Provisions for Exclusion Too Vague, Sweeping
(Beirut) – Libya’s General National Congress (GNC) should vote down the latest draft of a new law to bar Gaddafi-era officials from holding public office. The proposed law’s provisions and procedures for exclusion are too sweeping and vague, Human Rights Watch said. Further, a recent amendment to the provisional constitution would prohibit judicial review of the law. A vote is expected in congress on May 5, 2013.
Congress has deliberated over the bill for months amid rising tension and controversy. On April 28, members of armed militias laid siege to the Foreign Affairs Ministry in Tripoli, and two days later the Justice Ministry, to demand the removal of officials who previously held office under Muammar Gaddafi before he was ousted in 2011. Ministries of Interior, Finance, and Electricity were also blockaded by armed militias that week.
“Libyans have a right to expect that officials who abused their positions under Gaddafi to commit crimes or violate human rights will be removed and never again allowed to hold public office,” saidSarah Leah Whitson, Middle East and North Africa director at Human Rights Watch. “But this law is far too vague – potentially barring anyone who ever worked for the authorities during the four decades of Gaddafi’s rule.”
The latest version of the draft law published on the congressional website indicates that it would cover anyone who held an official position from September 9, 1969, Gaddafi’s first day in power, until the declared end of the armed conflict that brought his downfall and death, October 23, 2011. The law would be valid for five years, while previous versions said the law would be valid for 10 years.
Article 1 of the draft law lists 23 categories of public positions as well as acts committed under the Gaddafi government – such as showing a “hostile attitude toward the February 17 revolution” – that would receive scrutiny. Under article 2, anyone who held any of the positions listed under the first article or is judged to have failed its other criteria would be barred from 20 categories of official public positions, including ambassadorships and other foreign service jobs, all the educational institutions, members of unions and people assigned by the GNC, and the interim government.
The draft law provides for the creation of a commission to carry out its provisions and weed out Gaddafi-era officials, making it a criminal offense punishable by up to one year in prison to “decline, default, neglect, or give incorrect information” to the questionnaire established by the commission. This commission already exists under the name Integrity and Patriotism Commission. It will be renamed the High Committee to Implement the Criteria for Occupying Public Positions, with the same membership.
Although the draft law ensures the right to appeal a decision by the commission, the law lacks guarantees for people subject to exclusion of minimum due process rights such as the right to be heard during the hearing and the right to legal counsel, Human Rights Watch said.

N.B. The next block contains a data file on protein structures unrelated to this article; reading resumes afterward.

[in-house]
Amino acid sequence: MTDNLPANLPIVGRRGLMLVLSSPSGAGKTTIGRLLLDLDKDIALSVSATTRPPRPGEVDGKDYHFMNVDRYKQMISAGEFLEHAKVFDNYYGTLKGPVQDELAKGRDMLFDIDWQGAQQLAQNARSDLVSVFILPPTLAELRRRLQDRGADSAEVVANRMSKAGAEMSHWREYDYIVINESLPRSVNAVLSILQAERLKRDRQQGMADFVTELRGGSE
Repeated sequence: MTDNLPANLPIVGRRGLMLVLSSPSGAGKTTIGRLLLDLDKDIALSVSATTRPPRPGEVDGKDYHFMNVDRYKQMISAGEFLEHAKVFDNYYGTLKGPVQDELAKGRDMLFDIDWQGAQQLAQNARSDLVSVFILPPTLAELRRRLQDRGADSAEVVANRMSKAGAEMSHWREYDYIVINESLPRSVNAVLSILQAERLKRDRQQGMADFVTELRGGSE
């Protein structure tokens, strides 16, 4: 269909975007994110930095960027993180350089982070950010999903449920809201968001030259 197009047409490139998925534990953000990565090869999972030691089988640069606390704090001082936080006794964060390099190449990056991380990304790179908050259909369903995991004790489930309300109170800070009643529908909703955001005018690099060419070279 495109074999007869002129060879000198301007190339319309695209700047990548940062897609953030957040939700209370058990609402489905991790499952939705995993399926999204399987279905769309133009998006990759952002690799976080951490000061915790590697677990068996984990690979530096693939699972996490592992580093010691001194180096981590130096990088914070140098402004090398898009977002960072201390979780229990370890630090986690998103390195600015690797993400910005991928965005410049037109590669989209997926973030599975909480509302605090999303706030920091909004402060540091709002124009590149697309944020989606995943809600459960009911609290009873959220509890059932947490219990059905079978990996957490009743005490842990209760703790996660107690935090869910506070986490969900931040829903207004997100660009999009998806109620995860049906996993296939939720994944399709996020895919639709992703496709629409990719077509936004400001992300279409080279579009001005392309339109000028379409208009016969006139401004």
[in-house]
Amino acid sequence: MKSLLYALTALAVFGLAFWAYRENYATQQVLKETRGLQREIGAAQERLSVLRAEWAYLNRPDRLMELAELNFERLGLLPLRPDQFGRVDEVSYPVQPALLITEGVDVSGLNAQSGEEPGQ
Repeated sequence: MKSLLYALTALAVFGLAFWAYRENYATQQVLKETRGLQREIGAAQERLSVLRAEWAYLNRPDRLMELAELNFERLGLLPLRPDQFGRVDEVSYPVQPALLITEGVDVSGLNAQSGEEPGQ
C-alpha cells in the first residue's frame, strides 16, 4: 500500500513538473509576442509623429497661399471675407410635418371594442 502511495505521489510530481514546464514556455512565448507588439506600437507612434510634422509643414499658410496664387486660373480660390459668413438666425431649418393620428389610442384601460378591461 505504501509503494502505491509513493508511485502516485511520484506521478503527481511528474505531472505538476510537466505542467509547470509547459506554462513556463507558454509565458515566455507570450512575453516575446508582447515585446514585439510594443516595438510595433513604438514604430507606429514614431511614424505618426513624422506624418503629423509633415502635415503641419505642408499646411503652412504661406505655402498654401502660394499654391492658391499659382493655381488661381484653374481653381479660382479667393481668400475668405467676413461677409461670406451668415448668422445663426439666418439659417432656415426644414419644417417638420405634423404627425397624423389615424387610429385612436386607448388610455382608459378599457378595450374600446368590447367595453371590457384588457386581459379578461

On April 9, Congress approved an amendment to the Constituent Covenant, Libya’s provisional constitution, to exclude any possibility of judicial review of the political isolation law once Congress passes it. That would eliminate the possibility that the Supreme Court could strike down the law. In 2012, the constitutional chamber of the Supreme Court struck down the law criminalizing “glorification of the tyrant,” ruling that it was unconstitutional.
“Libyan lawmakers should be entrenching legal safeguards to ensure that laws that violate human rights and the provisional constitution can be ruled invalid, not removing these protections to ‘immunize’ questionable draft laws against the test of judicial review,” Whitson said.
The proposed law would likely violate Libya’s provisional constitution and also breach the country’s international human rights obligations, Human Rights Watch said.
International law requires Libya to allow all citizens the right to hold political office without discrimination based on political associations. As a state party to the International Covenant on Civil and Political Rights (ICCPR), Libya is required to allow its citizens equal opportunity to participate in political life, without discrimination or “unreasonable restrictions.” The African Charter on Human and Peoples’ Rights, also ratified by Libya, requires states to ensure that every citizen has the right to participate freely in the government of their country.
“The GNC should not allow itself to be railroaded into making very bad laws because groups of armed men are demanding it,” Whitson said. “Libya’s long-term prospects for peace and security will be seriously diminished if the congress agrees to nod through this law.”